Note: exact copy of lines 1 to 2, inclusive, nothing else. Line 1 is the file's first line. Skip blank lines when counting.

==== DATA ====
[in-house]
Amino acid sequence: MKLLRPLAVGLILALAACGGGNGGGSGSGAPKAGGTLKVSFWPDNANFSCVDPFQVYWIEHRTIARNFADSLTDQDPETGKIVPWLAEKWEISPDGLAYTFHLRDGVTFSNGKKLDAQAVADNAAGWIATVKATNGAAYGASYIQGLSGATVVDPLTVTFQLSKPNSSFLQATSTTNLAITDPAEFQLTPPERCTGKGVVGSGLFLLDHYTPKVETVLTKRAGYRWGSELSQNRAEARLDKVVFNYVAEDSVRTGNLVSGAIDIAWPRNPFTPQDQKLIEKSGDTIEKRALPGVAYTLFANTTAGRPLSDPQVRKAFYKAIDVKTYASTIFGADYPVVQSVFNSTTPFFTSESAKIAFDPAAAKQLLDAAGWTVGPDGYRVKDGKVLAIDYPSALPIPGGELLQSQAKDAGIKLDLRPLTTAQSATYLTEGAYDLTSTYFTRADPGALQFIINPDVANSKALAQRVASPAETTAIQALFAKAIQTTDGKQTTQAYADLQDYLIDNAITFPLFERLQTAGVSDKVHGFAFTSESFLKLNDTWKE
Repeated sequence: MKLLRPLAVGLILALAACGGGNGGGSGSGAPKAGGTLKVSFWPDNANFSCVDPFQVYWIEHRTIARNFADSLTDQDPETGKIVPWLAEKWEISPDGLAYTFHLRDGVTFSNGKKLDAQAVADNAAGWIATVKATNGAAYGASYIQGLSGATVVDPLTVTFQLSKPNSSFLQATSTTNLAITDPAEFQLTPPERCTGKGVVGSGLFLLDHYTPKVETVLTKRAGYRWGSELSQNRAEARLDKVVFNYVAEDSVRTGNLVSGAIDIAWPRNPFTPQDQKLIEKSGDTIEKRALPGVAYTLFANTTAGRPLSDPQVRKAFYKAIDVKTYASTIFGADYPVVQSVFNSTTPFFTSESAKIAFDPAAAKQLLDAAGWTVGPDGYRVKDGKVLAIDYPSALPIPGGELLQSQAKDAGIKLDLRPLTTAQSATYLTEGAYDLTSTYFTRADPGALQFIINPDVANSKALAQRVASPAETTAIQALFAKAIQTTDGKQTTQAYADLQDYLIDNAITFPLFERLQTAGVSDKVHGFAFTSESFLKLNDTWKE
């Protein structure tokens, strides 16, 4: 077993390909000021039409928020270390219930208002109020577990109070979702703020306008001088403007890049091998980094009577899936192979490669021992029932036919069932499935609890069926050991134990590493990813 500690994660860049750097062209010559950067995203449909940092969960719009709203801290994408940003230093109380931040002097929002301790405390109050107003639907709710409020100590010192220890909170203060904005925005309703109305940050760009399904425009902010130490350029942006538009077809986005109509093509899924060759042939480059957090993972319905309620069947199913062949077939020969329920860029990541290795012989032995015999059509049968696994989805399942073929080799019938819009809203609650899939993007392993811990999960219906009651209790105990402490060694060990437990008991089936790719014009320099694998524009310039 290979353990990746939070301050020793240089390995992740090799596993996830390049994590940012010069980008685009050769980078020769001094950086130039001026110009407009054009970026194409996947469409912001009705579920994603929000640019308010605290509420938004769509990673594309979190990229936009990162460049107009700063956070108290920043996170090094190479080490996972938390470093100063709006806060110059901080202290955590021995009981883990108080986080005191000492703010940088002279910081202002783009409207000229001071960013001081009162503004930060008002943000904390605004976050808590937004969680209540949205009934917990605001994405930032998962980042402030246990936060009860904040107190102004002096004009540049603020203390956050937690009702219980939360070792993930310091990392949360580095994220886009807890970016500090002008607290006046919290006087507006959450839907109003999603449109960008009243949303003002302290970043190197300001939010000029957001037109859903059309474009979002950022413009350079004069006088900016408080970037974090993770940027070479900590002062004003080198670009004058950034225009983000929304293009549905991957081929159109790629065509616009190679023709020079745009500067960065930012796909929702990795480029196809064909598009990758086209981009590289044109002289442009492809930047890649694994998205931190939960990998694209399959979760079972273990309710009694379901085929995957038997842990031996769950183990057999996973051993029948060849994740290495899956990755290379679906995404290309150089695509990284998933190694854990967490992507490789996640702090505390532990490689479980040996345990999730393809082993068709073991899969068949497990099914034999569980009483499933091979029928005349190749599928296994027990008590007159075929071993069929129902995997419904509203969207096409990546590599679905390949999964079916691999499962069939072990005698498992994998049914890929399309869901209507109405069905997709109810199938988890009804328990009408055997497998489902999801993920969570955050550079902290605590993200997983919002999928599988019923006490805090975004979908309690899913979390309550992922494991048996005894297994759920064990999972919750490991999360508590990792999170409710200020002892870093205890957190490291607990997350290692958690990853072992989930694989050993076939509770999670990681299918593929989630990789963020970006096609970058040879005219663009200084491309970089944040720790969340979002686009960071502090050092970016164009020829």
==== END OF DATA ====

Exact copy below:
[in-house]
Amino acid sequence: MKLLRPLAVGLILALAACGGGNGGGSGSGAPKAGGTLKVSFWPDNANFSCVDPFQVYWIEHRTIARNFADSLTDQDPETGKIVPWLAEKWEISPDGLAYTFHLRDGVTFSNGKKLDAQAVADNAAGWIATVKATNGAAYGASYIQGLSGATVVDPLTVTFQLSKPNSSFLQATSTTNLAITDPAEFQLTPPERCTGKGVVGSGLFLLDHYTPKVETVLTKRAGYRWGSELSQNRAEARLDKVVFNYVAEDSVRTGNLVSGAIDIAWPRNPFTPQDQKLIEKSGDTIEKRALPGVAYTLFANTTAGRPLSDPQVRKAFYKAIDVKTYASTIFGADYPVVQSVFNSTTPFFTSESAKIAFDPAAAKQLLDAAGWTVGPDGYRVKDGKVLAIDYPSALPIPGGELLQSQAKDAGIKLDLRPLTTAQSATYLTEGAYDLTSTYFTRADPGALQFIINPDVANSKALAQRVASPAETTAIQALFAKAIQTTDGKQTTQAYADLQDYLIDNAITFPLFERLQTAGVSDKVHGFAFTSESFLKLNDTWKE